Her argument largely relies on the U.S. Supreme Court’s recognition that the nation’s president possesses a “qualified privilege” to withhold certain records. We think the analogy between the governor and president is specious.

In Washington, executive authority is splintered into nine different offices; we elect an independent secretary of state and treasurer, for example. Our governorship is a pale shadow of the presidency. And unlike the president, the governor guards no state secrets.

The lack of an explicit executive privilege in the Washington Constitution is not a mere oversight. The constitution explicitly recognizes a corresponding privilege for legislators. The authors were aware of the issue and presumably knew what they were doing when they didn’t extend the same power to the governor.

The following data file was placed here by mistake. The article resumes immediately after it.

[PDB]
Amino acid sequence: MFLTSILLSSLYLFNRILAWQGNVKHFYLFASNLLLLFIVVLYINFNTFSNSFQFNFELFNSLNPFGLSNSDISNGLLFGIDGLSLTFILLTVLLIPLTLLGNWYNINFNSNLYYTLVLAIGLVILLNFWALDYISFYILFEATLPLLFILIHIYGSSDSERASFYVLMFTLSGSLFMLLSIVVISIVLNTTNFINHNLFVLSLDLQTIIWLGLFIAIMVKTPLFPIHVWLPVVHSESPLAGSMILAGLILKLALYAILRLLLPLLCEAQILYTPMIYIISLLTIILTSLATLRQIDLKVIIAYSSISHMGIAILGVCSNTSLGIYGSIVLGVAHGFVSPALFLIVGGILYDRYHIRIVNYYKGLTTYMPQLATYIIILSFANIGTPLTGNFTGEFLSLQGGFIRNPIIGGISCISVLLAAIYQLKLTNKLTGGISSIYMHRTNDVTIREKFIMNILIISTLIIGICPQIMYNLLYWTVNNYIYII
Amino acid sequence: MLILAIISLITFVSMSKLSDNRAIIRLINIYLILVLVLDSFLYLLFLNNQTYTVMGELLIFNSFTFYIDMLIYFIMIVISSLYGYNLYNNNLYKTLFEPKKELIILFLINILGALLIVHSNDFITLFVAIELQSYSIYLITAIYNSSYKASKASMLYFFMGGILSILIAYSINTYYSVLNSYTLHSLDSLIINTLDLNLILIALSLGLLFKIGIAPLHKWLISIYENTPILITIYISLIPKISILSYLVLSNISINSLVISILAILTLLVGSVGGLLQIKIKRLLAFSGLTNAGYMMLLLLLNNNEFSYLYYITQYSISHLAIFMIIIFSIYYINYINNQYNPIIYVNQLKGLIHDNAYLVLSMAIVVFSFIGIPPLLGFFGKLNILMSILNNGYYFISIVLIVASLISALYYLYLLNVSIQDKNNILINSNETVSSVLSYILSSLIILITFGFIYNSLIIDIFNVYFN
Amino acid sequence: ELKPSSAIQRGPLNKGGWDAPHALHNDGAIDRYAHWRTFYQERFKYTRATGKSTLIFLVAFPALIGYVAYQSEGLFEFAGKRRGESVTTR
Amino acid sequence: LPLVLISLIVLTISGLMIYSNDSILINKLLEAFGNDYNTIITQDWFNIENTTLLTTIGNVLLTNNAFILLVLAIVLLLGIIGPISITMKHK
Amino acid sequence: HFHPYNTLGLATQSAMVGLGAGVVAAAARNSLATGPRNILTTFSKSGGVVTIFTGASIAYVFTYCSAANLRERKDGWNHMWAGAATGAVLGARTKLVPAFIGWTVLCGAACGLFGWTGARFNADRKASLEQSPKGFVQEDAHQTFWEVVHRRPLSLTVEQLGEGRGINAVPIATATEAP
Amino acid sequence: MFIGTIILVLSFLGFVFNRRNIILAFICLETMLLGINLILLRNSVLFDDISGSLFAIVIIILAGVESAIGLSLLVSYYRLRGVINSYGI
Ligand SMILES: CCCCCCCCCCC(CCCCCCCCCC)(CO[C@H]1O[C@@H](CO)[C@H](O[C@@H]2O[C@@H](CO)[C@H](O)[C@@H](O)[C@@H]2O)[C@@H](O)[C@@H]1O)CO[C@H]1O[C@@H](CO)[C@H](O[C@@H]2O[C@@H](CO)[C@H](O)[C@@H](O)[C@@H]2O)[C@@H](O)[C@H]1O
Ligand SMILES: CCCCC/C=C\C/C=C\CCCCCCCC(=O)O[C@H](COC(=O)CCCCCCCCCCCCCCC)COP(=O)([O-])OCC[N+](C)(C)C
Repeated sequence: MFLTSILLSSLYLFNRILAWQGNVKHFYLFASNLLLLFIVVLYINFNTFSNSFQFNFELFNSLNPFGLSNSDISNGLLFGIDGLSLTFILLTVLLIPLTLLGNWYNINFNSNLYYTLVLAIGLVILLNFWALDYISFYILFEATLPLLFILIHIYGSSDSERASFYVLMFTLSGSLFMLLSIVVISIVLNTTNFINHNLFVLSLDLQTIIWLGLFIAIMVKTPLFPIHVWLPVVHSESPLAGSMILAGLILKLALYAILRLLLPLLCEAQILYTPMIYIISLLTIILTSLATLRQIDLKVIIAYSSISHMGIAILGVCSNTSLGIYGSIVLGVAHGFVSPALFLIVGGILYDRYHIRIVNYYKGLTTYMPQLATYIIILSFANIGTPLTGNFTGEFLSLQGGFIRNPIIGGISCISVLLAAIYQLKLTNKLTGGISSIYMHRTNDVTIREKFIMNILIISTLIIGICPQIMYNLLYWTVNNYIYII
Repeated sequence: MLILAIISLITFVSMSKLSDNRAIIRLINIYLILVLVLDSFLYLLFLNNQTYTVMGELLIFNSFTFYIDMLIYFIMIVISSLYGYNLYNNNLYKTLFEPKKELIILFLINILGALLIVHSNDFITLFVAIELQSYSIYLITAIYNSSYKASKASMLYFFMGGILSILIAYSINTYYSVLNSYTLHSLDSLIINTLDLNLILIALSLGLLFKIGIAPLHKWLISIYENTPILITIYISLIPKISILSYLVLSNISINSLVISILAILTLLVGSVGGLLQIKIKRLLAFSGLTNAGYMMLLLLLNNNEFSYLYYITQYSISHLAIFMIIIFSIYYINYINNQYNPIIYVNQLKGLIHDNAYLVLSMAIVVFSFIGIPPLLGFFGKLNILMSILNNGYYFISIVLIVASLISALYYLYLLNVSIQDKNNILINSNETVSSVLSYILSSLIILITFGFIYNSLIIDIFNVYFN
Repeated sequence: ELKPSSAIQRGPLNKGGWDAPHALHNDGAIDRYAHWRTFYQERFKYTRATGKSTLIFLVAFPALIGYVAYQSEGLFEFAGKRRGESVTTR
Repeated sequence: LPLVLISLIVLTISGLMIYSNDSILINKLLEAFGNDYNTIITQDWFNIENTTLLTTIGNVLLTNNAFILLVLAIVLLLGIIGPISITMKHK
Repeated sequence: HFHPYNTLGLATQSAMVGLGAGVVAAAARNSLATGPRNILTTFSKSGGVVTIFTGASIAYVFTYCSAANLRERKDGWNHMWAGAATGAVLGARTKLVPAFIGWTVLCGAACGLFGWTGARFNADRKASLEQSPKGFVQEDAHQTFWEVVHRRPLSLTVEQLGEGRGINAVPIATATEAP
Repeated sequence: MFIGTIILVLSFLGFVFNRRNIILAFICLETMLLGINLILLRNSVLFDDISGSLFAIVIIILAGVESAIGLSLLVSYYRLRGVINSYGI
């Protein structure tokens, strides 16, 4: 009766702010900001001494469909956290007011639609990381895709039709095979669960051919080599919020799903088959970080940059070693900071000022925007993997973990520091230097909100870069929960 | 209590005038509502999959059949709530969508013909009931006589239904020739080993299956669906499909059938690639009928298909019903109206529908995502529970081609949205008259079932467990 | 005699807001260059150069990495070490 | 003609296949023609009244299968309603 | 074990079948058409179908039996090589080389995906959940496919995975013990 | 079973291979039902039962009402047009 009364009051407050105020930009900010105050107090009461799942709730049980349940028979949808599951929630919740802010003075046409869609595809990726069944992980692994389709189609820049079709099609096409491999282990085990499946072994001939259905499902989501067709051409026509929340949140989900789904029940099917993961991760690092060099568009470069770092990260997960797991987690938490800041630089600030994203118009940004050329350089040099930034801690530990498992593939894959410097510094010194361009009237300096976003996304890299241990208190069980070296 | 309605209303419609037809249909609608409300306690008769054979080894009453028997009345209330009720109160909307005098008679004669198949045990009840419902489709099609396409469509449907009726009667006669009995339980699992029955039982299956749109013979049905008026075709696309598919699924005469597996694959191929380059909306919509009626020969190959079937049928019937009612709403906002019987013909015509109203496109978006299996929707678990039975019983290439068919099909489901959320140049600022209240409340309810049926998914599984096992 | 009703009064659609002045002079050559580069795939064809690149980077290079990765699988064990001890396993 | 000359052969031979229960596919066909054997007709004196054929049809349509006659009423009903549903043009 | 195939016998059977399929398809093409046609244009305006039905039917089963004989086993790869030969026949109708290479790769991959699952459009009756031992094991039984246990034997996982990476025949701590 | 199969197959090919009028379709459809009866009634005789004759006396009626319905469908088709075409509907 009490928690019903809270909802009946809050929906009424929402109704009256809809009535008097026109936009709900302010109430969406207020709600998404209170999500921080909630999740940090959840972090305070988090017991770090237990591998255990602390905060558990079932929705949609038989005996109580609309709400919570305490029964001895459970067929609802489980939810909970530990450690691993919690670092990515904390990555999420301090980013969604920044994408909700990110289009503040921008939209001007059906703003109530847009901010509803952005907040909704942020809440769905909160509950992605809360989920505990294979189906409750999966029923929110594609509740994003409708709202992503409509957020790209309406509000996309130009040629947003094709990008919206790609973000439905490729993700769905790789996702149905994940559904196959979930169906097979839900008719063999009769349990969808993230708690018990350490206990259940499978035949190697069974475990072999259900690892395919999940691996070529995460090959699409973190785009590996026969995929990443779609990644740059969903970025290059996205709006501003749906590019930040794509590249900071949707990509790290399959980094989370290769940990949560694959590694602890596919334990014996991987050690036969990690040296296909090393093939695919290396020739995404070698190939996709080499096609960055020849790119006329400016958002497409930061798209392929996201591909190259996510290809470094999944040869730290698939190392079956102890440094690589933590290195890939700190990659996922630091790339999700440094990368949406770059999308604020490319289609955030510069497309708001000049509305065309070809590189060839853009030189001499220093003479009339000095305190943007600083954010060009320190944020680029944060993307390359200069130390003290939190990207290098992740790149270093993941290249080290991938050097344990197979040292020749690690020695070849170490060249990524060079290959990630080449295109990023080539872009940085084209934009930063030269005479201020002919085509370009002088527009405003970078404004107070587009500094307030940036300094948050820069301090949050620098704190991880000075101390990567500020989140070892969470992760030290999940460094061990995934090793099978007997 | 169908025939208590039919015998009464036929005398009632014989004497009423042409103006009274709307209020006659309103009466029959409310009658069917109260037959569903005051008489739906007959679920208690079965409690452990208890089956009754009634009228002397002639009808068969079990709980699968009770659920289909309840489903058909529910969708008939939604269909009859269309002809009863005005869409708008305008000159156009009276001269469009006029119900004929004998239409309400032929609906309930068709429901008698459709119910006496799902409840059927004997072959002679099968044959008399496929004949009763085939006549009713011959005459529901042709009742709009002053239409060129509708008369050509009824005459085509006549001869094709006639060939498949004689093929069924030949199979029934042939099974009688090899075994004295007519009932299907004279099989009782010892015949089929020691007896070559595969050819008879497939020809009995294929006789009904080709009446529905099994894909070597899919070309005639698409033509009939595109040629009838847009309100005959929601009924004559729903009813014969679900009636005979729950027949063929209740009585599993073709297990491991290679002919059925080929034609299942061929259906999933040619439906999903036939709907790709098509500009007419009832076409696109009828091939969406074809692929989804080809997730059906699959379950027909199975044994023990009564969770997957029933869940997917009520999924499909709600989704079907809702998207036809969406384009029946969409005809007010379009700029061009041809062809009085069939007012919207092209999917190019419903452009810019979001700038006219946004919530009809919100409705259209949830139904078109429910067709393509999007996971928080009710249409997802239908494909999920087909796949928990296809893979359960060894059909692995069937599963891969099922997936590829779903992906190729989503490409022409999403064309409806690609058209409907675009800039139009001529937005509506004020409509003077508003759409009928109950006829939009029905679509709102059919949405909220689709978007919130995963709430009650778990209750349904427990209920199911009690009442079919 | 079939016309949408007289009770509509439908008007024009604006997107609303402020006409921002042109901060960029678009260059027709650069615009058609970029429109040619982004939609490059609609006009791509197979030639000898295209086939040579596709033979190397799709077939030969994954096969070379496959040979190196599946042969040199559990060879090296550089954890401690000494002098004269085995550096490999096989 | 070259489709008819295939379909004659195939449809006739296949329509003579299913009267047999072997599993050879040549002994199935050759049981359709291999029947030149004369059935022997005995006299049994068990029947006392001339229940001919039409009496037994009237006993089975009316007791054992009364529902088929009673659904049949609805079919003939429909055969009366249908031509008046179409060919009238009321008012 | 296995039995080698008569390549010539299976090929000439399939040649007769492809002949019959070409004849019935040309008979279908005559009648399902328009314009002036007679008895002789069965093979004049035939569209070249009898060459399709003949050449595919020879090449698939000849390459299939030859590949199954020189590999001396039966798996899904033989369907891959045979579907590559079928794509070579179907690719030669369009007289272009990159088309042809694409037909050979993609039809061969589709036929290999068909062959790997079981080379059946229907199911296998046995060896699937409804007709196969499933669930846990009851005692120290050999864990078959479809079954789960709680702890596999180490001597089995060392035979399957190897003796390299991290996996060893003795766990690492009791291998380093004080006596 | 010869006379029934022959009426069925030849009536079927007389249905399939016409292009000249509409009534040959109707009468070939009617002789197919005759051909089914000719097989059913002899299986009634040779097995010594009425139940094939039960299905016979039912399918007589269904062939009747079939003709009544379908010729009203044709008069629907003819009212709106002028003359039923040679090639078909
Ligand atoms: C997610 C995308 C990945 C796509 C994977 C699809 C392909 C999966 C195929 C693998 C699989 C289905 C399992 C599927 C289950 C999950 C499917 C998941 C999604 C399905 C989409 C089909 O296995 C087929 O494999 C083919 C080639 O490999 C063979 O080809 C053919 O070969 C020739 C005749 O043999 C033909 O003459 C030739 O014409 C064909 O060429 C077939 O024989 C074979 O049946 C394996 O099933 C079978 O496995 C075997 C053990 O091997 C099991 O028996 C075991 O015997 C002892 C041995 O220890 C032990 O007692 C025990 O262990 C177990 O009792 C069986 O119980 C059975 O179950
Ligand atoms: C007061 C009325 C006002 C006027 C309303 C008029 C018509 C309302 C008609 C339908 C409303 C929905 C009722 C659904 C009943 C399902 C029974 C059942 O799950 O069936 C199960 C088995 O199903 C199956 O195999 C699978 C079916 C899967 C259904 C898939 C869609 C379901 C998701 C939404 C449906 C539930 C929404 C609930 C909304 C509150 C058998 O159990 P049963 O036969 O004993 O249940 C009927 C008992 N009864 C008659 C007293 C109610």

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West Coast needs federal help with tsunami debris

A worker burns debris off a dock torn loose by the 2011 tsunami in Japan. The dock, covered with several invasive species, washed up June 5 on Agate Beach near Newport, Ore. (Oregon Parks and Recreation/The Associated Press)

This editorial will appear in Wednesday’s print edition.

West Coast states have been bracing for debris from Japan’s devastating March 2011 tsunami, and the vanguard is starting to arrive.

Objects ranging from soccer balls to a 65-foot-long floating dock have begun fetching up on beaches from Alaska to California. Just this week, kayakers looking for debris say they believe they found part of a Japanese house on an Olympic Peninsula beach.

It’s just the beginning. The main debris field is still far offshore, and flotsam is expected to keep washing up for years. Japanese officials estimate that 1.5 million tons of debris is floating in the Pacific Ocean; although some it will sink, much of it will end up on West Coast beaches. Read more »


Where are the women candidates?

Today’s centerpiece article on the opinion page about women candidates, “Don’t get mad, get elected,” got me wondering about the future of this state’s female leadership.